Joe Lundberg

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Just When You Thought Spring Was Here to Stay

April 29, 2013; 9:52 AM ET

Monday, 11:30 a.m.

I'm hearing rumors about this spring being one of the coldest in the past 40 years. I don't have the numbers in front of me to back that up, but from everything I can see, it wouldn't surprise me if that ends up being the case. At least this weekend, most of the country had a nice respite from all of the stormy and often cold and snowy weather so far this spring!

In fact, Saturday in my general neck of the woods, it was about as nice of a day as I have seen all spring long! There have been a couple of warmer ones, but this one had sunshine start to finish, virtually no wind and very pleasant conditions during the late morning and afternoon. It made for a fun day at the Ridgway Triathlon that I was a participant in, and it was a blast! I want more days like that!

They're getting one in Denver today with sunshine, as a matter of fact. Plenty of it, with temperatures heading to 80 or so, near the record of 83 for the date. In a matter of 36 hours, though, that gorgeous spring/early summer weather will be replaced by yet another blast of very cold air for so late in the season, culminating in accumulating snows later tomorrow night and Wednesday. How much snow? Hard to say for sure, as the snow that falls during the heart of the day Wednesday could well melt almost as fast as it is coming down, but at least a few inches seem in order. Here's the latest internal thinking:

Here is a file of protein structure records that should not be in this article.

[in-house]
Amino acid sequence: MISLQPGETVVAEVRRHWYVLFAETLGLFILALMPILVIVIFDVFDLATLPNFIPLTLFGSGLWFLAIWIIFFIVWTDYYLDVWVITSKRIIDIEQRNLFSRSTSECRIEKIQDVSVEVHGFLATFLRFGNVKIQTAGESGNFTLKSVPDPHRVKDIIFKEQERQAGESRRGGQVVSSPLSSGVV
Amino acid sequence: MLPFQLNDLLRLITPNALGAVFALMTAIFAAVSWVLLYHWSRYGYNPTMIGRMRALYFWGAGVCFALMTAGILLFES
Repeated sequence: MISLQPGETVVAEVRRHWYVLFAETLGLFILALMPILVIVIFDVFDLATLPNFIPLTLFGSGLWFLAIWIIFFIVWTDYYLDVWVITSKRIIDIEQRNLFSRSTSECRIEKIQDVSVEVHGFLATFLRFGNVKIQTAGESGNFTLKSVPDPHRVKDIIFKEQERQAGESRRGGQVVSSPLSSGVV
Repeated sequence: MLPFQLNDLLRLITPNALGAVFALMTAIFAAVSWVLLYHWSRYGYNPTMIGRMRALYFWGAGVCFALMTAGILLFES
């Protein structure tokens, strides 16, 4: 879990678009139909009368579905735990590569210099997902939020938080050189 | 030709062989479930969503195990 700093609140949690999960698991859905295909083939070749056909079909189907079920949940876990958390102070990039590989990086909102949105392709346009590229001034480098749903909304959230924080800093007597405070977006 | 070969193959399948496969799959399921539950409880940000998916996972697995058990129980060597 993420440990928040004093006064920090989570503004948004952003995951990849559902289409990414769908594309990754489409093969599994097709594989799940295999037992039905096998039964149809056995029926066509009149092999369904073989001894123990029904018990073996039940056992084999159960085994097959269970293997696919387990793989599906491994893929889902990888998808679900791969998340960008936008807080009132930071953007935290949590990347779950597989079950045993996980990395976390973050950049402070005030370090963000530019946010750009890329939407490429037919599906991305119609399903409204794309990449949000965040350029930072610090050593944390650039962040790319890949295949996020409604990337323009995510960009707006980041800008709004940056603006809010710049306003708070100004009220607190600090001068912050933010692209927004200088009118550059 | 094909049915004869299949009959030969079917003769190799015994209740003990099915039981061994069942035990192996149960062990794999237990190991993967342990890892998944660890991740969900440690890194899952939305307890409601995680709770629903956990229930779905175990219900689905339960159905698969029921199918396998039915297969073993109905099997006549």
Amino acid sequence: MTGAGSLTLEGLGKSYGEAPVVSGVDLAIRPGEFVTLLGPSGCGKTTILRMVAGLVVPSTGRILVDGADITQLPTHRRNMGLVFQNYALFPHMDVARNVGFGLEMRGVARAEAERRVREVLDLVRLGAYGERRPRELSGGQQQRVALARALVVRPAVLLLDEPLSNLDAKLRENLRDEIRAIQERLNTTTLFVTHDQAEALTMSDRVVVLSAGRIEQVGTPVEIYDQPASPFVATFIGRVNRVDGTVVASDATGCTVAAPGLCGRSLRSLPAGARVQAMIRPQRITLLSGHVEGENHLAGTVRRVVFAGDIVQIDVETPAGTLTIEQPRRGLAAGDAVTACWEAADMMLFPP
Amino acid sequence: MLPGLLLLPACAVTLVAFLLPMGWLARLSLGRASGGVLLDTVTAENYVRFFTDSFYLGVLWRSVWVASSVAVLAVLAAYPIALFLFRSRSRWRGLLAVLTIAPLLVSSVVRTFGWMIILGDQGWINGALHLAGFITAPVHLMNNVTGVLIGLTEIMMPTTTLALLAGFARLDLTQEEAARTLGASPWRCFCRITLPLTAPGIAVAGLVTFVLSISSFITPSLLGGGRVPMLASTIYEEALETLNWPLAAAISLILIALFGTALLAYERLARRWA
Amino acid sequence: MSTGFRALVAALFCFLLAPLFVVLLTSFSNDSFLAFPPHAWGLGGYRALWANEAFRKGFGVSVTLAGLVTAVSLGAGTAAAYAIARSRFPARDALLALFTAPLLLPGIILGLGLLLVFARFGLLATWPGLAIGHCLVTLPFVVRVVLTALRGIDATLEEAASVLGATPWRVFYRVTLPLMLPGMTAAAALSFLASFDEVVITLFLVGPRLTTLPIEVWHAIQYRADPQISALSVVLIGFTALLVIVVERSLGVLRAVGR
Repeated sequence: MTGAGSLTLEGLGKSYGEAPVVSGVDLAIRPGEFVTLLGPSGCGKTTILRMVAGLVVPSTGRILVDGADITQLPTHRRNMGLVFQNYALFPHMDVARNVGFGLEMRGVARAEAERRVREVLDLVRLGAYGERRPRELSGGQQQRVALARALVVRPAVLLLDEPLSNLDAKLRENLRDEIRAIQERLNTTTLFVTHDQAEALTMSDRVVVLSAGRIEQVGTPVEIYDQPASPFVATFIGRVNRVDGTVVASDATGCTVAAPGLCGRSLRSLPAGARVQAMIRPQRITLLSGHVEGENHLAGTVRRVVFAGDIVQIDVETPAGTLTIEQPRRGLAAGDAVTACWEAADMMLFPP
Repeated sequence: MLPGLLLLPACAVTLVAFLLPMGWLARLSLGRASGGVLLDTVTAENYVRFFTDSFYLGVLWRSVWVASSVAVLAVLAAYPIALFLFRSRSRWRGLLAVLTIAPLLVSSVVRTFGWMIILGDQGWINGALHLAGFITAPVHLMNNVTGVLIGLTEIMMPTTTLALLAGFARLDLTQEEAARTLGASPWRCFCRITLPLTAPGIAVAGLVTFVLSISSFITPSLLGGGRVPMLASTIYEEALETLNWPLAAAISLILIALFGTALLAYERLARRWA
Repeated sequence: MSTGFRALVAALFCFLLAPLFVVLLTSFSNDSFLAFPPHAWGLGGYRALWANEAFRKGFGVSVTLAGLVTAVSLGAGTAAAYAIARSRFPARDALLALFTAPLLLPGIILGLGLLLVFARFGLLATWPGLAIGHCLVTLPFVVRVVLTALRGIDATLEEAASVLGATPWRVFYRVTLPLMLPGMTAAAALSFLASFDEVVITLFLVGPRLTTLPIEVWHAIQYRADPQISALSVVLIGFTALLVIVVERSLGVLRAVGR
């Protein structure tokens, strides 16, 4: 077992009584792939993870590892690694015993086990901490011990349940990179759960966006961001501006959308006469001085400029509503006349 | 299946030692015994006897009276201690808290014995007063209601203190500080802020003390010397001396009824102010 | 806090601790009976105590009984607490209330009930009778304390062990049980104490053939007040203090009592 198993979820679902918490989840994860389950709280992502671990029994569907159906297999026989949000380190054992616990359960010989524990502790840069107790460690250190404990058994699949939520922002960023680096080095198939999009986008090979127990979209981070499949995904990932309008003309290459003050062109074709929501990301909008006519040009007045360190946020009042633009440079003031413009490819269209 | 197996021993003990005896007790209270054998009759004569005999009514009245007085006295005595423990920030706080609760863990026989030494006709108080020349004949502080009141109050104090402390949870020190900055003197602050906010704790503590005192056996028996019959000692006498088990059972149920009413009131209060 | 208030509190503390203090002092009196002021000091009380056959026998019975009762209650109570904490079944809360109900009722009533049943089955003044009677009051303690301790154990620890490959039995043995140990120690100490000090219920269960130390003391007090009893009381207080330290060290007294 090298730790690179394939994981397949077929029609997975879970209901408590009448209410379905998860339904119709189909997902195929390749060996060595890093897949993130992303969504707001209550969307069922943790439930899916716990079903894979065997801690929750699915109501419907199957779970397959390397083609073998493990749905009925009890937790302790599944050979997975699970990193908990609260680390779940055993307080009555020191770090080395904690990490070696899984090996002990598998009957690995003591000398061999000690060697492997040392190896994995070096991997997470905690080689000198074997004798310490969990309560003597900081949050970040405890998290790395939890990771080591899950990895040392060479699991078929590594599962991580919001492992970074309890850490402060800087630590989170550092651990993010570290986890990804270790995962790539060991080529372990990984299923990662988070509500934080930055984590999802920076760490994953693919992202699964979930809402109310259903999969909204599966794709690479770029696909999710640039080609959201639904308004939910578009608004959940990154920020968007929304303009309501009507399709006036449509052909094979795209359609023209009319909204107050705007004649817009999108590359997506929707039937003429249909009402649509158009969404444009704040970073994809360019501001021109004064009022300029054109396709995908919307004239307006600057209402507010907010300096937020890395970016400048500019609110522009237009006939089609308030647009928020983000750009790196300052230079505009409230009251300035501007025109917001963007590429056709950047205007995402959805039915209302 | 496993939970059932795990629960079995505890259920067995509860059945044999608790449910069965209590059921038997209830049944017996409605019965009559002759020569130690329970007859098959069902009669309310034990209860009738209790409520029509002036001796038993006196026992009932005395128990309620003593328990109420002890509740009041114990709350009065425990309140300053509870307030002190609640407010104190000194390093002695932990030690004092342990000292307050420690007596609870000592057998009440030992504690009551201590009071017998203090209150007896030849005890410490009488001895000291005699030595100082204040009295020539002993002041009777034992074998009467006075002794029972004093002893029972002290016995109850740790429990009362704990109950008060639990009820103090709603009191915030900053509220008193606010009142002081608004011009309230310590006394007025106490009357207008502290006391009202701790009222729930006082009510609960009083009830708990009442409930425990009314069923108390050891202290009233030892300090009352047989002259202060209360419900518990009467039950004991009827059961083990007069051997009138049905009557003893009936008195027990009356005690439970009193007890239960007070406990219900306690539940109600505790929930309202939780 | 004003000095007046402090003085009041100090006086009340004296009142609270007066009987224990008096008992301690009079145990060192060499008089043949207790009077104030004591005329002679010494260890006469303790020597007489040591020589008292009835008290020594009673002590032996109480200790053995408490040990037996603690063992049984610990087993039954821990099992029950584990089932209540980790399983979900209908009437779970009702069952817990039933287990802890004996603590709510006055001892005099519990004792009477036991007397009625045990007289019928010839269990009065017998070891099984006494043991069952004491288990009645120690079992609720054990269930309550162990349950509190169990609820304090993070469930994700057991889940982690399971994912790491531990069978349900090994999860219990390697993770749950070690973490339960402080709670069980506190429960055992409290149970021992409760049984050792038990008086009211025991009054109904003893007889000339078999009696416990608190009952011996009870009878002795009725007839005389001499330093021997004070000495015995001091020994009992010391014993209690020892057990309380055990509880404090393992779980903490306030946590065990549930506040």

Snow is likely to be seen in the Wednesday-Thursday time frame across parts of Kansas and Nebraska, northwestern Missouri, parts of Iowa and perhaps even into Minnesota. It may not amount to a lot in too many places, but even at that, snow on the first day or two of May is a remarkable thing. And consider just how far below normal it has to be in order for snow to happen! The average high May 1 in Denver is 66. In Kansas City, 72. There will likely be some places that end up with a daily high of 30 degrees or more below normal, with a daily average of 20 degrees or more below normal.

Look at the projected temperatures for week's end:

Not exactly a warm start to the month of May!

While all of that is transpiring in the middle of the country from the northern and eastern Rockies to the Mississippi Valley and Midwest and from the Canadian border to the Mexican border, it will be pretty toasty over the Southwest and parts of the West. Much of the Northeast will see improving weather as the week progresses.

Last but not least, the prospect of low pressure forming around Florida late this week and hanging around into the start of the weekend remains pretty high. More on that story tomorrow.

The views expressed are those of the author and not necessarily those of AccuWeather, Inc. or


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About This Blog

Joe Lundberg
Joe Lundberg, a veteran forecaster and meteorologist, covers both short and long-term U.S. weather on this blog.